Two more of Hayao Miyazaki’s movies were released to DVD in February with new English-language voice tracks — Nausicaä of the Valley of the Wind (1984) and Porco Rosso (1992). Of course we got them shortly thereafter, though it’s taken me a while to tell you about them. The executive summary is that they are both good and you should buy them both, but I thought I should say a bit more. As usual, I’ll say everything except what the movies are about; you can find that out through the links.
Nausicaä is widely regarded as Miyazaki’s masterpiece, though I believe he himself is less happy with it. I can’t imagine the impact it made in 1984; I’ve seen so much of his later work that it’s difficult to evaluate. Princess Mononoke (Amazon) covers many of the same themes, and is in many ways a more mature and successful work. Nausicaä, though, was Miyazaki’s “first” film — the first he wrote and directed, if I’m not mistaken; he’d directed and worked on other animé before. It has all the topoï that keep recurring in his later works: young protagonists, strong women, flight, reconciling humanity and nature; no unamibiguously good or evil characters.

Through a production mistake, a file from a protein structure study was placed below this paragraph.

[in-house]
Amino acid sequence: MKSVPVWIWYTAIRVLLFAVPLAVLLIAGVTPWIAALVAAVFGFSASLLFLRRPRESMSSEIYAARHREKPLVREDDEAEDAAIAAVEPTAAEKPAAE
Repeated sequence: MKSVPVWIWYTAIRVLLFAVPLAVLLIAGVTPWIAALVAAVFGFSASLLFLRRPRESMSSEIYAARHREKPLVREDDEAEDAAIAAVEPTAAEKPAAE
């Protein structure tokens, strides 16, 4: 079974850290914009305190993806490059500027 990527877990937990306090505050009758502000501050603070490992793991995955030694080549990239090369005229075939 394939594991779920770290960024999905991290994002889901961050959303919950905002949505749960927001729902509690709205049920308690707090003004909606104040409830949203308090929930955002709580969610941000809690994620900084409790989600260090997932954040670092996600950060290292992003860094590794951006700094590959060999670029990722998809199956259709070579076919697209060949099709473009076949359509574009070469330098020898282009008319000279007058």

Porco Rosso, on the other hand, may well be Miyazaki’s least Miyazaki-like, simply because the characters are mostly adult. The conflicts are personal rather than epic, which would place Porco alongside Kiki’s Delivery Service (Amazon) and Spirited Away (Amazon), were it not for the clear children’s focus of the latter two movies. In its focus on flight, it’s quintessentially Miyazaki, though airplanes are quite mundane in comparison. Except for the fact that the protagonist has the face of a pig — pigs show up a lot in Miyazaki’s more recent films, don’t they? — it has few fantasy elements.
One thing I found maddening was how elliptical these two films — especially Porco — could be. Too many plot points — key plot points — were left dangling in Porco: the FAQ clears up some of them, but the film by itself leaves you guessing. A little ambiguity is by no means a bad thing — but in the right places, please. (A similar bit about Nausicaä’s clothing changing colour was insufficiently clear.)
In other Miyazaki/Studio Ghibli related news: the English-language dub of Howl’s Moving Castle will be released in New York, Los Angeles and San Francisco on June 10, with a wider U.S. (and hopefully Canadian?) release on June 17. Mark your calendars and check your theatres.
Finally, Joe Hisaishi is responsible for most of the music on Miyazaki’s films, and let me tell you, he’s responsible for some of the most insidious cinematic earworms I have yet encountered. What’s frustrating about that is that the soundtracks are hard to find. You can usually find “image albums” — music based on the storyboards — as imports on Amazon, but they’re something on the order of $35. So far I’ve only been able to find soundtracks for the two most recent U.S. releases on Amazon; certainly they’re not on iTunes.